Django supplies it’s own TestCase class which wraps each test in a transaction. This means any changes a test makes to the test database(s) are rolled back when the test has finished. It also means that test fixtures are reloaded for each test.

I wanted to test a substantial data set, and still have succinct tests. Using the Django TestCase was proving too slow, so I repurposed some of the code from TestCase into two functions:

from django.db import connections
from django.db import transaction


def disable_transaction_methods():
    from django.test.testcases import disable_transaction_methods

    for db in connections:
        transaction.enter_transaction_management(using=db)
        transaction.managed(True, using=db)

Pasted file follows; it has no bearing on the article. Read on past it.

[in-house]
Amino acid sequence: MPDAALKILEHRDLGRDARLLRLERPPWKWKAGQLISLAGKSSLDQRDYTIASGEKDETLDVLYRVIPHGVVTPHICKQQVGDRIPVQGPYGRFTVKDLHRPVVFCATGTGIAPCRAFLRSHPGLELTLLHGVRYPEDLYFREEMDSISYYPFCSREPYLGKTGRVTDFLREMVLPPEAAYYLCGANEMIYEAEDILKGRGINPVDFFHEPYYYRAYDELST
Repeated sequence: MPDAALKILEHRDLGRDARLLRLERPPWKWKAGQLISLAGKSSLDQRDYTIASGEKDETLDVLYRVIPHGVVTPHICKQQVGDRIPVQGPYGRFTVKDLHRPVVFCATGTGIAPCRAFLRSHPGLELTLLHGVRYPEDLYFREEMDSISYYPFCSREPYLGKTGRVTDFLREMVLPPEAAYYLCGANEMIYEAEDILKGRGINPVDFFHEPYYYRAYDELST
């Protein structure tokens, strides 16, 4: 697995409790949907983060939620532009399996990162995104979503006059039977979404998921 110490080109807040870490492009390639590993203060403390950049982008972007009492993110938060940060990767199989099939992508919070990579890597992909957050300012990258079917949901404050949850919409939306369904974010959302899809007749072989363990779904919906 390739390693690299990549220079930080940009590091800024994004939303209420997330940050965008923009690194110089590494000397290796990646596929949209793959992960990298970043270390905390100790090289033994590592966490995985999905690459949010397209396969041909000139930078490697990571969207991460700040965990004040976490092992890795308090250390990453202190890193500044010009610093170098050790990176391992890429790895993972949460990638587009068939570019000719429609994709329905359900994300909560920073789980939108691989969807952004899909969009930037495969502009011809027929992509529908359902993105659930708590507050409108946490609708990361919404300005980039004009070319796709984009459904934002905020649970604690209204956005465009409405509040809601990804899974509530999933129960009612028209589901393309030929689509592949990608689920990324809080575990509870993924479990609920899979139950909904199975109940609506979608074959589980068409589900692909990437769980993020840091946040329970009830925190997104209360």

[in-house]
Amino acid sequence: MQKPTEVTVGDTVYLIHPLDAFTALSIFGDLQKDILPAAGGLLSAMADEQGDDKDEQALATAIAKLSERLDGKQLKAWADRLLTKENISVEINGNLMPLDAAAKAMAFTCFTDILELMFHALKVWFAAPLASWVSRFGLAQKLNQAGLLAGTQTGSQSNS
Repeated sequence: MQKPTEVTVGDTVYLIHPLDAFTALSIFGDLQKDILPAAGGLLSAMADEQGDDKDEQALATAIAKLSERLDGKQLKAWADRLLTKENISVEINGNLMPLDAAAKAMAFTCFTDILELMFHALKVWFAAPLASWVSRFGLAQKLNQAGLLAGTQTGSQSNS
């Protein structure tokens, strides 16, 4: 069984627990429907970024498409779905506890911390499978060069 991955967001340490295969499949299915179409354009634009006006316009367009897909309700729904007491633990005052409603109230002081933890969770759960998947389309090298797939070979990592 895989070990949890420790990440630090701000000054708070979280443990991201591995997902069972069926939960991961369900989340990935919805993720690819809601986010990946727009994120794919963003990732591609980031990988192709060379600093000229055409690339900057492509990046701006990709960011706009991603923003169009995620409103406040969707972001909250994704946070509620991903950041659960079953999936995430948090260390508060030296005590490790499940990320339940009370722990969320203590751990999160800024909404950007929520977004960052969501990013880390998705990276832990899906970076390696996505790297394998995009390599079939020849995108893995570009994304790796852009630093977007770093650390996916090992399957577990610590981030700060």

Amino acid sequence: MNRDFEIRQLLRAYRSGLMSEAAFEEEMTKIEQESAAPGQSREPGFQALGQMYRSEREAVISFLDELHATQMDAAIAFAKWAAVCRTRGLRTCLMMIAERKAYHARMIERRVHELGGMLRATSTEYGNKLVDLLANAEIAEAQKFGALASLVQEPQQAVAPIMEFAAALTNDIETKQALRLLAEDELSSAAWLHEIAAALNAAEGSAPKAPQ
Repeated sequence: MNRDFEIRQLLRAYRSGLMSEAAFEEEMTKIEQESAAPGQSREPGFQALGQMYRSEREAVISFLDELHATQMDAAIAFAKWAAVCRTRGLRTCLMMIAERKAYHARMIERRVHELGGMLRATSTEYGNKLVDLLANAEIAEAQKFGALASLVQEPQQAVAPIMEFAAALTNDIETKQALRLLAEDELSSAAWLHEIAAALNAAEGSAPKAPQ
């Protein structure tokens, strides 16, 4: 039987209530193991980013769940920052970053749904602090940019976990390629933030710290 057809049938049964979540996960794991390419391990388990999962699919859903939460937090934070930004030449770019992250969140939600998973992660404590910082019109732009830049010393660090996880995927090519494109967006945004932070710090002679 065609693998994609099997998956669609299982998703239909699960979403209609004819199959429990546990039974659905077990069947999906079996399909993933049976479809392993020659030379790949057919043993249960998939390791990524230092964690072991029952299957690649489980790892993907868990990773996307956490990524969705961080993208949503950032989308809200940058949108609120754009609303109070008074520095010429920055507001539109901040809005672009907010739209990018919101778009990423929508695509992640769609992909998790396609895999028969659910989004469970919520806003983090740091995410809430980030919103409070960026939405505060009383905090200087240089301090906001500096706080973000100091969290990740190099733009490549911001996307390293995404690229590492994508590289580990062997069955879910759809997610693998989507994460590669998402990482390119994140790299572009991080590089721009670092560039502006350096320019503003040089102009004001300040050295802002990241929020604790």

disable_transaction_methods()


def restore_transaction_methods():
    from django.test.testcases import restore_transaction_methods

    restore_transaction_methods()
    for db in connections:
        transaction.rollback(using=db)
        transaction.leave_transaction_management(using=db)</pre>

These can then be used by the class setup and teardown methods that [nose][3] supports, so the fixtures load once per TestCase:

# See https://gist.github.com/3830479 for disable_ and restore_ functions

from unittest import TestCase

class Test(TestCase):

    @classmethod
    def class_setup(cls):
        disable_transaction_methods()
        # ... import test fixtures

    @classmethod
    def class_teardown(cls):
        restore_transaction_methods()

    def test_data_attributes(self):
        # ...

    def test_class_properties(self):
        # ...

[3]: http://nose.readthedocs.org/